Parsis celebrate Pateti, the Zoroastrian new year, especially in Mumbai (Bombay). Houses are cleaned and decorated with flowers and rangoli, the family dresses up and eats special fish dishes and sweets, and offerings are made at the Fire Temple.
Nehru Trophy Boat Race
On the second Saturday of August, this fiercely contested regatta sees 40m-long Chundan Vallams (snake boats) go head-to-head, powered by up to 100 rowers each, on Punnamada Lake near Alappuzha (Alleppey, Kerala). Quite a spectacle.
Muslims commemorate Ibrahim’s readiness to sacrifice his son to God by slaughtering a goat or sheep and sharing it with family, the community and the poor. Around 1 September 2017, 20 August 2018 and 10 August 2019.
The rain begins to ease up somewhat, but with temperatures still relatively high throughout southern India the moisture-filled air can create a fatiguing steam-bath-like environment.
Hindus celebrate Ganesh Chaturthi, the birth of the elephant-headed god, by displaying decorative statues of him on many streets then parading them around town before ceremonially depositing them in rivers, lakes, reservoirs or the sea. Particularly riotous in Mumbai. Dates: 25 August 2017, 13 September 2018 and 2 September 2019.
Kerala's biggest cultural celebration, a 10-day Hindu soirée glorifying the golden age of mythical King Mahabali, is celebrated at the beginning of the first month of the Malayalam Calendar (August or September).
The southeast coast (and southern Kerala) can still be rainy, but this is when India starts to get its travel mojo on.
The national holiday of Gandhi Jayanti (2 October) is a solemn celebration of Mohandas Gandhi’s birth, with prayer meetings at his cremation site in Delhi, and no alcohol on sale countrywide.
The Hindu ‘Festival of Nine Nights’ leading up to Dussehra celebrates the goddess Durga in all her incarnations. Festivities, in September or October, are particularly vibrant in Maharashtra.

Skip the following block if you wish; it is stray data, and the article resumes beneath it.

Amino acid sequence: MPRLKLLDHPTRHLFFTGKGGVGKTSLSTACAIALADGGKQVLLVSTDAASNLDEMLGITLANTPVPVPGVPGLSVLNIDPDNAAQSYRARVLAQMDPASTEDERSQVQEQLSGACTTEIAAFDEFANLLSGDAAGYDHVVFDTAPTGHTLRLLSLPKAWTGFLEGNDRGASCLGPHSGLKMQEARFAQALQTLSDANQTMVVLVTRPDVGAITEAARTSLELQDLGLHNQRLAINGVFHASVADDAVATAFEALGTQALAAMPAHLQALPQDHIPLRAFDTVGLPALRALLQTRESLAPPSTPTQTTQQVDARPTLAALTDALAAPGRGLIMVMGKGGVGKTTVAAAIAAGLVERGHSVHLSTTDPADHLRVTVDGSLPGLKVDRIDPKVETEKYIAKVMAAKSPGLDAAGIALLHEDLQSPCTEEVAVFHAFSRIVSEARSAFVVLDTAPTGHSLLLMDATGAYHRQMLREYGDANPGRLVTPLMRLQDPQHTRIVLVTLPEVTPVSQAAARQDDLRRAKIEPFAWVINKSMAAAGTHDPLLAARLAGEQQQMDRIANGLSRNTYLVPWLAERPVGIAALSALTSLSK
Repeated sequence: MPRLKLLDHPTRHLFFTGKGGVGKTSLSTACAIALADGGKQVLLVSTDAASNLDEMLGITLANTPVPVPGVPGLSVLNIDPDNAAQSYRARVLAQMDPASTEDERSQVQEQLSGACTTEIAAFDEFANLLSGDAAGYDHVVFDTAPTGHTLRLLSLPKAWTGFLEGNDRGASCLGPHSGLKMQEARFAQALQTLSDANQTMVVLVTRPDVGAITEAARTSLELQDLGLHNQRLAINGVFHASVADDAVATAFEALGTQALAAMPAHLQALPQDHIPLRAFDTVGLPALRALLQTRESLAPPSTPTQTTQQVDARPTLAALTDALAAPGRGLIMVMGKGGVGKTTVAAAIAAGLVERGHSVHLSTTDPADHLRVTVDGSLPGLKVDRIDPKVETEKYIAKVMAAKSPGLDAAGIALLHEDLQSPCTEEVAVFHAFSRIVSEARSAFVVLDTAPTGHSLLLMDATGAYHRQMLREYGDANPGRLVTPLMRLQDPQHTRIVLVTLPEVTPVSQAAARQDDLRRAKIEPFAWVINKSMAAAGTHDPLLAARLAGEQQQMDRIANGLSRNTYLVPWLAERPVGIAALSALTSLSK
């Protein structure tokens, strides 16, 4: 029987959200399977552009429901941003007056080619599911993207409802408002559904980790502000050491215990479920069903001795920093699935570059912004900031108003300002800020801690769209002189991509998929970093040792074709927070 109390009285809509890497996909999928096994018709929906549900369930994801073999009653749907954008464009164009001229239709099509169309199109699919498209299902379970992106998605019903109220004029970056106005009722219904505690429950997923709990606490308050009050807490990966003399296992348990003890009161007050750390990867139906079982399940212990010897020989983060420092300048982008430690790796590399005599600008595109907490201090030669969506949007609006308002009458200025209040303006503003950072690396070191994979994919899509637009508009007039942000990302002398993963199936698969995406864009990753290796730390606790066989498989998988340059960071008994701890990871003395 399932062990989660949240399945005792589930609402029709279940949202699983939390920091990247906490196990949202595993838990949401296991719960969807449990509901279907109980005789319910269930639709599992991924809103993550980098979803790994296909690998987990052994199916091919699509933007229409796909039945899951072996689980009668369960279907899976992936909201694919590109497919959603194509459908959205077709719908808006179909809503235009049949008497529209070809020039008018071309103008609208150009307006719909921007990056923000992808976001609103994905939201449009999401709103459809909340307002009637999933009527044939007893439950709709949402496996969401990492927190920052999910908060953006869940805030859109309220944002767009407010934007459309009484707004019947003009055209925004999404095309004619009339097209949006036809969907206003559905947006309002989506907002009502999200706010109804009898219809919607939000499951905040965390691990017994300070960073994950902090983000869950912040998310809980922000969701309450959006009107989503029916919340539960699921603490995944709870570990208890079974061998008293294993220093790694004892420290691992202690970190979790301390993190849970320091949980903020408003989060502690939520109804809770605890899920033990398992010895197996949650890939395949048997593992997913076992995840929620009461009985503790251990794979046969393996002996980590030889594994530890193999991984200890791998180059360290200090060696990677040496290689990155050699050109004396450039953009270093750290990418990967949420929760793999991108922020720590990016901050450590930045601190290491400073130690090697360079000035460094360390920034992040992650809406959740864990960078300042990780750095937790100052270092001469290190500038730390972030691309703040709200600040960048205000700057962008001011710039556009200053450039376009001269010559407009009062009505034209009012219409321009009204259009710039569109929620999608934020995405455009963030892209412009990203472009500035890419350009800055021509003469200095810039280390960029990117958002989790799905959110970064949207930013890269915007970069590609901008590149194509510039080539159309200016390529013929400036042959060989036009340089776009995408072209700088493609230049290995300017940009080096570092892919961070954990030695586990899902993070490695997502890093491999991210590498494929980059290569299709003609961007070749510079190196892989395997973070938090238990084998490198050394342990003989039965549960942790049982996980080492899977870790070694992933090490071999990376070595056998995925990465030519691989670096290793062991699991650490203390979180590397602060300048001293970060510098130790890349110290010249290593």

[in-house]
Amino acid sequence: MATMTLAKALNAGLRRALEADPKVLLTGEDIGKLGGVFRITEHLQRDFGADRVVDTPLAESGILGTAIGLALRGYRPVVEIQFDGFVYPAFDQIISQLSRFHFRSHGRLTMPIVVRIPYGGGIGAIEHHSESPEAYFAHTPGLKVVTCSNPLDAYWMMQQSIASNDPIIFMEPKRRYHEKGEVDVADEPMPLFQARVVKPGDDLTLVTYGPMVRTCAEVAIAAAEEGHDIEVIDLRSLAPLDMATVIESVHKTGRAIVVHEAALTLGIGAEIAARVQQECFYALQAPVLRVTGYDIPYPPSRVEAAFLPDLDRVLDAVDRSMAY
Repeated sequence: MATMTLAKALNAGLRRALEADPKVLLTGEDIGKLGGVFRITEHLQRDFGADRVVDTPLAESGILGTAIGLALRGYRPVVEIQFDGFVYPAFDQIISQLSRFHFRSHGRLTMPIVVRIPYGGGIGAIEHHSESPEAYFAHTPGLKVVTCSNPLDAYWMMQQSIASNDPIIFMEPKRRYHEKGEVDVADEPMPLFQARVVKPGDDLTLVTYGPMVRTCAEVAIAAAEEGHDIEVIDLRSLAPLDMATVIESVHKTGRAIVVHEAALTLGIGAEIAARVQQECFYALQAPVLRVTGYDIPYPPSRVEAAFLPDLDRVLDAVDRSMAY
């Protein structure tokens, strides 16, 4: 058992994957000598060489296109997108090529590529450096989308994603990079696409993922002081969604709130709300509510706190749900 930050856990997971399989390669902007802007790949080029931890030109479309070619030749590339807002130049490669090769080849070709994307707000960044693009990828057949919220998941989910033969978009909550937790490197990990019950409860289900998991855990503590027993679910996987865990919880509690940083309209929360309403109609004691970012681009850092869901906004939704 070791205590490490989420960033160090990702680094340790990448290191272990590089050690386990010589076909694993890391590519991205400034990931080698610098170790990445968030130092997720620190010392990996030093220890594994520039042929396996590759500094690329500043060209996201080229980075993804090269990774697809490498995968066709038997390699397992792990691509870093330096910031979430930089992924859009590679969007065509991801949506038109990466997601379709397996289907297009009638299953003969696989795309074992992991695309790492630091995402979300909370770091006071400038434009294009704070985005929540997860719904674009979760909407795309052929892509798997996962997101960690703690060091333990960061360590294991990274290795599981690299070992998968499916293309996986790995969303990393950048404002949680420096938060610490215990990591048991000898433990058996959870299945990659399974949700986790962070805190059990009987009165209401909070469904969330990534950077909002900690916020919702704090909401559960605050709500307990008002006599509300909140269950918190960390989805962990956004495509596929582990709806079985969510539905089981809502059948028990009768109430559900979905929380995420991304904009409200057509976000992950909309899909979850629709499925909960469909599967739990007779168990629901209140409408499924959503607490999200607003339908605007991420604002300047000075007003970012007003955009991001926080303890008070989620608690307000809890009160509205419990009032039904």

Colourful Dussehra celebrates the victory of the Hindu god Rama over the demon-king Ravana and the triumph of good over evil. Dussehra is big in Mysuru (Mysore), which hosts one of India’s grandest parades. Falls around 30 September 2017, 19 October 2018 and 8 October 2019.
Shiite Muslims commemorate the martyrdom of Prophet Mohammed’s grandson Imam Hussain, an event during this Islamic month of grieving and remembrance known as Ashura. The 10th day brings beautiful processions, especially in Hyderabad. Dates: 20 September 2017, 10 September 2018 and 30 August 2019.
Festival of Lights
In the lunar month of Kartika, Hindus celebrate Diwali for five days, giving gifts, lighting fireworks, drawing colourful rangoli and burning butter and oil lamps (or hanging lanterns) to lead Lord Rama home from exile. Dates: 19 October 2017, 7 November 2018 and 27 October 2019.
The northeast monsoon is sweeping Tamil Nadu and Kerala, but it's a good time to be anywhere low altitude, as the temperatures are generally pleasant.
Guru Nanak’s Birthday
Nanak Jayanti, birthday of Guru Nanak, founder of Sikhism, is celebrated with prayer, kirtan (devotional singing) and processions for three days. Around 4 November 2017, 23 November 2018 and 12 November 2019.
The International Film Festival of India (www.iffi.nic.in), the country's biggest movie jamboree, attracts Bollywood’s finest to Panaji, Goa, for premieres, parties and screenings.
The Prophet's Birthday
The Islamic festival of Eid-Milad-un-Nabi celebrates the birth of the Prophet Mohammed with prayers and processions. Around 30 November 2017, 21 November 2018 and 10 November 2019. May also fall in December.
Celebrating Shiva's restoration of light to the world, this festival is especially massive at Tiruvannamalai, where Shiva appeared atop Mt Arunachala as a lingam of fire. Throngs of pilgrims converge on the town for the full-moon night (2 December 2017, 23 November 2018 and 10 December 2019).
December is peak tourist season for a reason: the weather is lovely, the humidity is lower than usual, the mood is festive and the beach is simply sublime.
Christians celebrate the birth of Jesus Christ on 25 December. The festivities are especially big in Goa and Kerala, with musical events, elaborate decorations and special Masses, while Mumbai’s Catholic neighbourhoods become festivals of lights.
Many festivals follow the astrological-based Indian lunar calendar or the Islamic calendar (which moves about 11 days earlier each year), and therefore change annually relative to the Gregorian calendar. Contact local tourist offices for exact festival dates.